5. The larger view. As I have written before, there is coming soon in the law a reckoning on capital punishment in America. Either there is going to be more fairness and accuracy in death penalty cases, either prosecutors and lower court judges are going to do more to protect the rights of capital defendants, or the United States Supreme Court is again going to preclude it as a sentencing option. The Court is one vote away from such a remedy, and if that happens it will be largely because of cases like the Manning case. It's not just about the law and the facts of these particular cases. It's not just about standards of appellate review. It's about the attitudes of the men and women whose job it is to implement the law.

For example, look at the reaction yesterday from Mississippi Justice Michael Randolph. Confronted with the Justice Department's recent conclusions that unreliable scientific evidence was introduced at Manning's 1994 trial, Justice Randolph did not acknowledge how such grim revelations might undercut the accuracy of Manning's conviction. He did not vote to delay the execution to better evaluate the new development. Instead, he ranted about the Justice Department's role in the "Fast and Furious" gun scandal. This reaction says a great deal about him as a person and as a judge, of course, but it says even more about why polls tell us that more Americans are becoming uncomfortable with the death penalty. Go figure: Willie Manning may end up being a poster child after all, but for reasons few would have guessed 20 years ago.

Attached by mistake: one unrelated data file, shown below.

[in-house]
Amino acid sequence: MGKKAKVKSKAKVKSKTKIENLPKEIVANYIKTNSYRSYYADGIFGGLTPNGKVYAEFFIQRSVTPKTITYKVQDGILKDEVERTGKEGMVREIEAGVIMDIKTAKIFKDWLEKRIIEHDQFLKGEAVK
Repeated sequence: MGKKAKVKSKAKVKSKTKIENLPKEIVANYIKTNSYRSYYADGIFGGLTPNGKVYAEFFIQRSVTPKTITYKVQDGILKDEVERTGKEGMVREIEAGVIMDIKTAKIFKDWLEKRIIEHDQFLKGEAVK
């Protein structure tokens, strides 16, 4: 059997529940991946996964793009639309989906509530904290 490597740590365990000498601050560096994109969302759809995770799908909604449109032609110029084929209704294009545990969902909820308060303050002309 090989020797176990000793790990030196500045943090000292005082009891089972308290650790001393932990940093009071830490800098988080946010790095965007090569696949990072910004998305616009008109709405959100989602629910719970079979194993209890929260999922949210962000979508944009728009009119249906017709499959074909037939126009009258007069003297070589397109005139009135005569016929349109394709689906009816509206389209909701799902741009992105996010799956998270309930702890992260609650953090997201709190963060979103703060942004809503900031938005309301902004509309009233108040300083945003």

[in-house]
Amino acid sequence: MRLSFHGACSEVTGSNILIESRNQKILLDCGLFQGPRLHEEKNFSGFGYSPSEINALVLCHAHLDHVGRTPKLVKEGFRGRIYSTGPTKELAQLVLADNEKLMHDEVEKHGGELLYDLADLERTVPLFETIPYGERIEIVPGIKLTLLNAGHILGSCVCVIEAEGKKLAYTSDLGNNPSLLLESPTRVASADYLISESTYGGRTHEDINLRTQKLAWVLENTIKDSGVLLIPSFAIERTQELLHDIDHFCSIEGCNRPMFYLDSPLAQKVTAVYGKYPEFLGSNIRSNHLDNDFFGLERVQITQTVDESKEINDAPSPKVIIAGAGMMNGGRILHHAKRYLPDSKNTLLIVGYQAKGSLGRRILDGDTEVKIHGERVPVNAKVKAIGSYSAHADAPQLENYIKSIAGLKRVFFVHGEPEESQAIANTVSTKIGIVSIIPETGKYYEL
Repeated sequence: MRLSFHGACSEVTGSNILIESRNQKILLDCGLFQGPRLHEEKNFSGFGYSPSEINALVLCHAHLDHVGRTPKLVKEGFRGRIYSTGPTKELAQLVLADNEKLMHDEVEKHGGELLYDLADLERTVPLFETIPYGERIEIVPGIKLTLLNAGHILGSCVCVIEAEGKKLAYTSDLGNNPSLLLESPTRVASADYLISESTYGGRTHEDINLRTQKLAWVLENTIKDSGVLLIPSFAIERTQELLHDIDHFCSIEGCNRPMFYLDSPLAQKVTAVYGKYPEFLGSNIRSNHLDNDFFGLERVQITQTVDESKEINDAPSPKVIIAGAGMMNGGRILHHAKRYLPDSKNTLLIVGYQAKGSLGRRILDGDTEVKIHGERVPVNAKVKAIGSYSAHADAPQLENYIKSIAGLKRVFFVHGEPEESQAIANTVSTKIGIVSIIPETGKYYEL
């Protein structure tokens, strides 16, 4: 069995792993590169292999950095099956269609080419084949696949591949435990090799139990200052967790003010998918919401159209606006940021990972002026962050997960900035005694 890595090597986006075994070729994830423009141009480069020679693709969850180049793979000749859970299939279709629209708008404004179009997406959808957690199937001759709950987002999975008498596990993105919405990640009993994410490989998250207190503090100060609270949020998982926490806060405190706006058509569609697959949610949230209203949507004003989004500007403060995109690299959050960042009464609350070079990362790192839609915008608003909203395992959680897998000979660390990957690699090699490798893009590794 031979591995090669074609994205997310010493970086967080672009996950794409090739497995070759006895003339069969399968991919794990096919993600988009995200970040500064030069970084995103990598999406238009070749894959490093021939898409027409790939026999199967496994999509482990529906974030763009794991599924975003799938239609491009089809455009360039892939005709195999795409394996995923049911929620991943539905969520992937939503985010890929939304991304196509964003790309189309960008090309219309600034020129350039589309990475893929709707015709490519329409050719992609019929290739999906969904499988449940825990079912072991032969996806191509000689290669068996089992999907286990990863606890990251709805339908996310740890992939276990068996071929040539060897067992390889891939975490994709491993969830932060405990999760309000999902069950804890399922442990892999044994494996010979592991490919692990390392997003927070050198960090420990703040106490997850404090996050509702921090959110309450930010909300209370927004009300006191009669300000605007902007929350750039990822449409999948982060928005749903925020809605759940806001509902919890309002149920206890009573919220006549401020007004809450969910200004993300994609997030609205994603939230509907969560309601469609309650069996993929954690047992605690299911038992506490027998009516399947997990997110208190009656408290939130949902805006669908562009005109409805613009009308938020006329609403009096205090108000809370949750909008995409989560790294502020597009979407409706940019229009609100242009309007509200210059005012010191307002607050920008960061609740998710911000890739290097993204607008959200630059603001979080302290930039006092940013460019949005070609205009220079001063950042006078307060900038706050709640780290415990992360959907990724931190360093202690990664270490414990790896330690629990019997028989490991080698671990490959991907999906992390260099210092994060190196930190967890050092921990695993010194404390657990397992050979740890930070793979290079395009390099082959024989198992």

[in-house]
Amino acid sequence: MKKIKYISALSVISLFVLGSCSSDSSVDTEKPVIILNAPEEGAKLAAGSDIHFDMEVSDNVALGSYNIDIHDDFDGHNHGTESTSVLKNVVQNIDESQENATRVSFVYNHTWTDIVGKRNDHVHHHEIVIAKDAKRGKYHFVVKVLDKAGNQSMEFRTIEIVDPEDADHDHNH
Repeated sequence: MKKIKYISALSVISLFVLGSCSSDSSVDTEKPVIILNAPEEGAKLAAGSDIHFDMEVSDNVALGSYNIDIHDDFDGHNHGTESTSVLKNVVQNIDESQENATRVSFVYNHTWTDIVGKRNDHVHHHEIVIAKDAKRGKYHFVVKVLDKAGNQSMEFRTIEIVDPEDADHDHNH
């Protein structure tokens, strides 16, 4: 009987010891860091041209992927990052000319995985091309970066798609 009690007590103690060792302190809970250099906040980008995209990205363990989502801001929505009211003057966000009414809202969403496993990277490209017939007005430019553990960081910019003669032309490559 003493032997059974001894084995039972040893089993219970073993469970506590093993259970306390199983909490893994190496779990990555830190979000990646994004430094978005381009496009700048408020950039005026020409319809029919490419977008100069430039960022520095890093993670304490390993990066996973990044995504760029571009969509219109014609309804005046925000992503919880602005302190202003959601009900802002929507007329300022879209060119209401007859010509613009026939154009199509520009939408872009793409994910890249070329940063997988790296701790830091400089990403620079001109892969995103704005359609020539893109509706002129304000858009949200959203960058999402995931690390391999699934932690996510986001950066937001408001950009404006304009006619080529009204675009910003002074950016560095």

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Andrew Cohen is a contributing editor at The Atlantic. He is a legal analyst for 60 Minutes and CBS Radio News, and a fellow at the Brennan Center for Justice.